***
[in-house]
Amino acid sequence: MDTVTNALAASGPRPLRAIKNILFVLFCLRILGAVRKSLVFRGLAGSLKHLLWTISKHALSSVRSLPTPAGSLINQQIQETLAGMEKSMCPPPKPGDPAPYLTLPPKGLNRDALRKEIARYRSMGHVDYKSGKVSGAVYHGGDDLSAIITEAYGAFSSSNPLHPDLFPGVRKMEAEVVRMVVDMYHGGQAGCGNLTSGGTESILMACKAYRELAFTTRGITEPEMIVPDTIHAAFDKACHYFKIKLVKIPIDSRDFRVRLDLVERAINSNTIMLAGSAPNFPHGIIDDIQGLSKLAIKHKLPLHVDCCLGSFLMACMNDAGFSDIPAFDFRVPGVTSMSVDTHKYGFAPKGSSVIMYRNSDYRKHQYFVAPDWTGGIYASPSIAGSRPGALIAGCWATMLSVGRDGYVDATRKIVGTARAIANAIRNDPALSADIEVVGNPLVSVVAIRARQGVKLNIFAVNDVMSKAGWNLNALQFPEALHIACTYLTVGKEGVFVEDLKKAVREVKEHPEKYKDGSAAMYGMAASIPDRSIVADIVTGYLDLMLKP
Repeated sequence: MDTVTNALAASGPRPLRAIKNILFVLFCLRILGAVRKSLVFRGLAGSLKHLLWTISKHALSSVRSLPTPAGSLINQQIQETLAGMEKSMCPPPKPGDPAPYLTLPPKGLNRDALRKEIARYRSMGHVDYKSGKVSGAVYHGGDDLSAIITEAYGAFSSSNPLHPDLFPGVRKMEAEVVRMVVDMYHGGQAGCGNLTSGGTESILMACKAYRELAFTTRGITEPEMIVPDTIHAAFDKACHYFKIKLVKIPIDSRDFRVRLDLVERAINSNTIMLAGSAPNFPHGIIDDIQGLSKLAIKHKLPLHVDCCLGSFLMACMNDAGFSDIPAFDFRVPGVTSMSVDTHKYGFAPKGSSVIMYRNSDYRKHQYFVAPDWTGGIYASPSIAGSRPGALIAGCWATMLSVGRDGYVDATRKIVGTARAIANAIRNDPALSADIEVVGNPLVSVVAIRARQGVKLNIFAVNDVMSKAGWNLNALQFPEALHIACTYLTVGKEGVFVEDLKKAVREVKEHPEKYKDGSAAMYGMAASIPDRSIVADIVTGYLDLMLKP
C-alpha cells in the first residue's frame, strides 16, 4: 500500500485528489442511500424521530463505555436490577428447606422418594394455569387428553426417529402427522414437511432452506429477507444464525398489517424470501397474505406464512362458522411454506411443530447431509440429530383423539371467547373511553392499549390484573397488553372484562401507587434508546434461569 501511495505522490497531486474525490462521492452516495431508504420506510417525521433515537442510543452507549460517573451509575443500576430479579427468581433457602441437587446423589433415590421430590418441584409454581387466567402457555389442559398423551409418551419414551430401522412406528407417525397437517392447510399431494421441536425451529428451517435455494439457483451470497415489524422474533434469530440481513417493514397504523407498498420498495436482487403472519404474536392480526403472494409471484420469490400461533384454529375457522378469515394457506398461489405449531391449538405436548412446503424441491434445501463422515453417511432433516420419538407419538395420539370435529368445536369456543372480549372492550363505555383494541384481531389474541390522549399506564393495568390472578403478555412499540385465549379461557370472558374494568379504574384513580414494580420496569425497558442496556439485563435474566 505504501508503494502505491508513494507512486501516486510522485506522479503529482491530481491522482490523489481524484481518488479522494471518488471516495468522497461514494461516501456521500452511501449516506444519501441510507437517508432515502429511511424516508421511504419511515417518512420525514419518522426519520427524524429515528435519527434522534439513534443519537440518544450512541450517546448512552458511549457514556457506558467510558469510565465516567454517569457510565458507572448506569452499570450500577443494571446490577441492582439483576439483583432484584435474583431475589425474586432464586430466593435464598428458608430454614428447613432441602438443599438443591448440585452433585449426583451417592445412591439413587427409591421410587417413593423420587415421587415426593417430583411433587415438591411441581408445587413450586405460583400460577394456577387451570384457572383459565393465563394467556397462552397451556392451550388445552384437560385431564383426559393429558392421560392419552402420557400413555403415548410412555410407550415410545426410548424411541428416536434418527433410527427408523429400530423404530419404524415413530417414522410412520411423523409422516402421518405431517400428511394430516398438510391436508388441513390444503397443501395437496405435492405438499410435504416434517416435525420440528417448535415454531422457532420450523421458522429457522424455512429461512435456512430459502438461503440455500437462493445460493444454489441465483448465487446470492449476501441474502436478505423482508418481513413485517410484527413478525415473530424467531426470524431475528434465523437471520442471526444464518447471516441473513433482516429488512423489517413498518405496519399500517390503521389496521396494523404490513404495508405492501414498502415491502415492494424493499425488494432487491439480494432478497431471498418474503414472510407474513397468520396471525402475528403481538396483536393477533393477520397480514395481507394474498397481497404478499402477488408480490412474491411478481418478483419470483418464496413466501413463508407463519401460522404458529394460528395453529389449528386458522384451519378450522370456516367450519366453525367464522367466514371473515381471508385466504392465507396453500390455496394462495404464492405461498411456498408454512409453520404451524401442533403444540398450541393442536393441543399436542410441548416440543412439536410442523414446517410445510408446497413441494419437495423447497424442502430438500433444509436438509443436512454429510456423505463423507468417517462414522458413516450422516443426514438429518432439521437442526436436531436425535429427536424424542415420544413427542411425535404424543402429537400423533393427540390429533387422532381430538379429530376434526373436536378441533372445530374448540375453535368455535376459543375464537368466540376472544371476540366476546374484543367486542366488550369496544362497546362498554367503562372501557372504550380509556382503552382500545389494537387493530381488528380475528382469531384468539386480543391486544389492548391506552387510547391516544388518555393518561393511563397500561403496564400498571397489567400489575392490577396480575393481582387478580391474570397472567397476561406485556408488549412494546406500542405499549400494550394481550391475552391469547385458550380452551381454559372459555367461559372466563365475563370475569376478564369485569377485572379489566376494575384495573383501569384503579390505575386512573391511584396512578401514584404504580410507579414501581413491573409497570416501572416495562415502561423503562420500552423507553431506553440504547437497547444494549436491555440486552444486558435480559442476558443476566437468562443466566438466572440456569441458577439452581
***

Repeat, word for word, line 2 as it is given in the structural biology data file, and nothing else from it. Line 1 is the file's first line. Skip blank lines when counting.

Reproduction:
Amino acid sequence: MDTVTNALAASGPRPLRAIKNILFVLFCLRILGAVRKSLVFRGLAGSLKHLLWTISKHALSSVRSLPTPAGSLINQQIQETLAGMEKSMCPPPKPGDPAPYLTLPPKGLNRDALRKEIARYRSMGHVDYKSGKVSGAVYHGGDDLSAIITEAYGAFSSSNPLHPDLFPGVRKMEAEVVRMVVDMYHGGQAGCGNLTSGGTESILMACKAYRELAFTTRGITEPEMIVPDTIHAAFDKACHYFKIKLVKIPIDSRDFRVRLDLVERAINSNTIMLAGSAPNFPHGIIDDIQGLSKLAIKHKLPLHVDCCLGSFLMACMNDAGFSDIPAFDFRVPGVTSMSVDTHKYGFAPKGSSVIMYRNSDYRKHQYFVAPDWTGGIYASPSIAGSRPGALIAGCWATMLSVGRDGYVDATRKIVGTARAIANAIRNDPALSADIEVVGNPLVSVVAIRARQGVKLNIFAVNDVMSKAGWNLNALQFPEALHIACTYLTVGKEGVFVEDLKKAVREVKEHPEKYKDGSAAMYGMAASIPDRSIVADIVTGYLDLMLKP